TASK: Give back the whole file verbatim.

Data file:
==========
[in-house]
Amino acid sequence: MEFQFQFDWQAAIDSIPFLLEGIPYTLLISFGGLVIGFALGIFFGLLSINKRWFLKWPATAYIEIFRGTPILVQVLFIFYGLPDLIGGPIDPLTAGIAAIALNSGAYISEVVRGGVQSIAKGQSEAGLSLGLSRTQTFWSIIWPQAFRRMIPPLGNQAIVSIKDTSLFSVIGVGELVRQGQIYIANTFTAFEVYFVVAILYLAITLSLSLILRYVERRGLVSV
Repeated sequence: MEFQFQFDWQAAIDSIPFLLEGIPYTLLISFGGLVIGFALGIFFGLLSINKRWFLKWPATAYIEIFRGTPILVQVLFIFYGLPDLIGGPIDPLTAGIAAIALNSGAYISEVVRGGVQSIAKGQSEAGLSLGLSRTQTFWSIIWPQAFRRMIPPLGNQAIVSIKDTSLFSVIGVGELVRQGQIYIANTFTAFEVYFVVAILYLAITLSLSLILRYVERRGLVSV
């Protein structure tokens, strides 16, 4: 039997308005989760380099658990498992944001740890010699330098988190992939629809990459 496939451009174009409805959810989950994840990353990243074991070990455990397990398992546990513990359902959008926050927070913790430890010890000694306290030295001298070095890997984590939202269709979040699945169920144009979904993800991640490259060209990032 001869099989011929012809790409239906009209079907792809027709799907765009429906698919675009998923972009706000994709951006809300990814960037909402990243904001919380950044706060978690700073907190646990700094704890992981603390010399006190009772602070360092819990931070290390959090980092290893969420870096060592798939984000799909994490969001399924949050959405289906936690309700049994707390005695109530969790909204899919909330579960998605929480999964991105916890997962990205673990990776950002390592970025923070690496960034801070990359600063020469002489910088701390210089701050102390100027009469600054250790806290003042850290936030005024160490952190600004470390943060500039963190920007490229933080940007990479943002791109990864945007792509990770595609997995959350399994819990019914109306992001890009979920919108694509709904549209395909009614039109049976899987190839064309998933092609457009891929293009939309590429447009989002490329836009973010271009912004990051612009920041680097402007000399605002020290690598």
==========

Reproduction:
[in-house]
Amino acid sequence: MEFQFQFDWQAAIDSIPFLLEGIPYTLLISFGGLVIGFALGIFFGLLSINKRWFLKWPATAYIEIFRGTPILVQVLFIFYGLPDLIGGPIDPLTAGIAAIALNSGAYISEVVRGGVQSIAKGQSEAGLSLGLSRTQTFWSIIWPQAFRRMIPPLGNQAIVSIKDTSLFSVIGVGELVRQGQIYIANTFTAFEVYFVVAILYLAITLSLSLILRYVERRGLVSV
Repeated sequence: MEFQFQFDWQAAIDSIPFLLEGIPYTLLISFGGLVIGFALGIFFGLLSINKRWFLKWPATAYIEIFRGTPILVQVLFIFYGLPDLIGGPIDPLTAGIAAIALNSGAYISEVVRGGVQSIAKGQSEAGLSLGLSRTQTFWSIIWPQAFRRMIPPLGNQAIVSIKDTSLFSVIGVGELVRQGQIYIANTFTAFEVYFVVAILYLAITLSLSLILRYVERRGLVSV
């Protein structure tokens, strides 16, 4: 039997308005989760380099658990498992944001740890010699330098988190992939629809990459 496939451009174009409805959810989950994840990353990243074991070990455990397990398992546990513990359902959008926050927070913790430890010890000694306290030295001298070095890997984590939202269709979040699945169920144009979904993800991640490259060209990032 001869099989011929012809790409239906009209079907792809027709799907765009429906698919675009998923972009706000994709951006809300990814960037909402990243904001919380950044706060978690700073907190646990700094704890992981603390010399006190009772602070360092819990931070290390959090980092290893969420870096060592798939984000799909994490969001399924949050959405289906936690309700049994707390005695109530969790909204899919909330579960998605929480999964991105916890997962990205673990990776950002390592970025923070690496960034801070990359600063020469002489910088701390210089701050102390100027009469600054250790806290003042850290936030005024160490952190600004470390943060500039963190920007490229933080940007990479943002791109990864945007792509990770595609997995959350399994819990019914109306992001890009979920919108694509709904549209395909009614039109049976899987190839064309998933092609457009891929293009939309590429447009989002490329836009973010271009912004990051612009920041680097402007000399605002020290690598």